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April 21, 1900


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JAMA. 1900;XXXIV(16):978-979. doi:10.1001/jama.1900.24610160020001g

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The object of this paper is simply to add to the evidence which is gradually accumulating in favor of operative interference in these cases, and to urge that those unfortunates so afflicted shall be given a chance for relief by surgery whenever the symptoms seem to make the localization of the tumor possible.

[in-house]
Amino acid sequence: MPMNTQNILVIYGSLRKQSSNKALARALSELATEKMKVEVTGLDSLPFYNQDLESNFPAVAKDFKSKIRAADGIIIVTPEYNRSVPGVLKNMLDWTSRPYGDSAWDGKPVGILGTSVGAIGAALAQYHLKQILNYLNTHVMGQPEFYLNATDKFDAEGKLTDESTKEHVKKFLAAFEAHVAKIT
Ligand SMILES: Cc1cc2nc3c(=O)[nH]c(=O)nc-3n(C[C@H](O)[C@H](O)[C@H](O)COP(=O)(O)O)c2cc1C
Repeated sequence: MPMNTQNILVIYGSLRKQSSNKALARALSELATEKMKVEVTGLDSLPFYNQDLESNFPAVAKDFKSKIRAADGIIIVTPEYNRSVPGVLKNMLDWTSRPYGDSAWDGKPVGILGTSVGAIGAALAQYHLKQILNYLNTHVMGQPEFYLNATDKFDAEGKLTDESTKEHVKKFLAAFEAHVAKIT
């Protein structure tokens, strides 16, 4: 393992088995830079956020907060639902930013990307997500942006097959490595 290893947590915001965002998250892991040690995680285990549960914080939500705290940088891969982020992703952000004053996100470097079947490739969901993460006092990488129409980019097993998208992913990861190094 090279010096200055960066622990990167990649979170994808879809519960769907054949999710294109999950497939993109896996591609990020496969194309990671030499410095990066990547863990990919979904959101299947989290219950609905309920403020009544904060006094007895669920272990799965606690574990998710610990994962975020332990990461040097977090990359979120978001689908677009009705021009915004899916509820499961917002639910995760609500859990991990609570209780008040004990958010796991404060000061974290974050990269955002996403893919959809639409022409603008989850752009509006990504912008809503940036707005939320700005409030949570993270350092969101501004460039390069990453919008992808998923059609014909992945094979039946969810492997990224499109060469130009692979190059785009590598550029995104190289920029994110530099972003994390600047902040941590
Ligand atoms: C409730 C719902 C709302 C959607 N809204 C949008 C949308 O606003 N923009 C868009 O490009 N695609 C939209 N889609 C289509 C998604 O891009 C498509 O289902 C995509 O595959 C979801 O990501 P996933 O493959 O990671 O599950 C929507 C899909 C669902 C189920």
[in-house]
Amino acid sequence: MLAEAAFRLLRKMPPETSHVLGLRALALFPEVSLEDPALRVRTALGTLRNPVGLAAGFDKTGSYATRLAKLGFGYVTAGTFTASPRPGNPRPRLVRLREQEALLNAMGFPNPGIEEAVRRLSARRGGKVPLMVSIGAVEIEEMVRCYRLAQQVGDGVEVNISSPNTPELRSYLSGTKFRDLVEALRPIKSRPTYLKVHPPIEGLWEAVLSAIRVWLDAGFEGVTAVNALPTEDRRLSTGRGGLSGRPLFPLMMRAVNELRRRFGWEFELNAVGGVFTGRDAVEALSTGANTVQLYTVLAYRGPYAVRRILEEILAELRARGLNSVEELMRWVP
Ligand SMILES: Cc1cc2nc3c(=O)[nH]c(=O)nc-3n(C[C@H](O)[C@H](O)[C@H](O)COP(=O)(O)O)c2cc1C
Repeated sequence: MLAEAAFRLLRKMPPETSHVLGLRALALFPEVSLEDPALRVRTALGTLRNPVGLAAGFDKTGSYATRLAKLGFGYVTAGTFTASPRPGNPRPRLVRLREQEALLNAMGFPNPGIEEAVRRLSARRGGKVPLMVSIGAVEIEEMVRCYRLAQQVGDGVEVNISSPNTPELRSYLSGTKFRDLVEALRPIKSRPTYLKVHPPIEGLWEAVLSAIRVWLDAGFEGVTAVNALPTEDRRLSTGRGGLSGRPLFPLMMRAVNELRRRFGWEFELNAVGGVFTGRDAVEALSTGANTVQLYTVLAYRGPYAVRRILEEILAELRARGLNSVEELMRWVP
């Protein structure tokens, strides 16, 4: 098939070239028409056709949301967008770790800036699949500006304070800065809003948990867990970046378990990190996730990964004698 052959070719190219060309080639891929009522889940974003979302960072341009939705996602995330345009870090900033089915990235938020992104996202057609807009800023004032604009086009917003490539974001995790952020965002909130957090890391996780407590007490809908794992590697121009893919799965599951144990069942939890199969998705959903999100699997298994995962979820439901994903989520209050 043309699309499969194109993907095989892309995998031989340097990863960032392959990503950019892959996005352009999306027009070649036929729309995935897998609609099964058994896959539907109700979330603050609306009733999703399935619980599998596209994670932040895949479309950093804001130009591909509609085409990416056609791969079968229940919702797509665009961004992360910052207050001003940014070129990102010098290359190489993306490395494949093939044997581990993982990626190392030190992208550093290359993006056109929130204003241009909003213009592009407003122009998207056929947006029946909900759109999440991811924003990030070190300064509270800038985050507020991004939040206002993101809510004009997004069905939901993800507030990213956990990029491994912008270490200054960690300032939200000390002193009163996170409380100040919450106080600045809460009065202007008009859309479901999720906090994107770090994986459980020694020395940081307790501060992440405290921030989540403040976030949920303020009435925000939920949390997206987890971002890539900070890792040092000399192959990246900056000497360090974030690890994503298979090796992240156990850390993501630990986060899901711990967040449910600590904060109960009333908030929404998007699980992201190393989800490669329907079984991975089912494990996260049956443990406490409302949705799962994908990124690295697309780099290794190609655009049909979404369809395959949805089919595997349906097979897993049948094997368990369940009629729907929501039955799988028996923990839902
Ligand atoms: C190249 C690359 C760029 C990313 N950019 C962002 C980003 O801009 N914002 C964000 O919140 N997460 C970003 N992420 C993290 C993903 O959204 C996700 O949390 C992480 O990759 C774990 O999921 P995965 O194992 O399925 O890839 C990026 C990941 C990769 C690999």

It must be admitted that brain surgery has not yielded the brilliant results which were confidently expected to follow in the wake of the more exact means of localization and improved operative technique. This has been especially true concerning the surgical treatment of intracranial tumors, for it is in just these cases where so much was expected and predicted that the results are as yet disappointing as a rule. However, in considering the application of surgery for the relief of these cases, we should not forget the point made by Ferrier, that we are dealing with a

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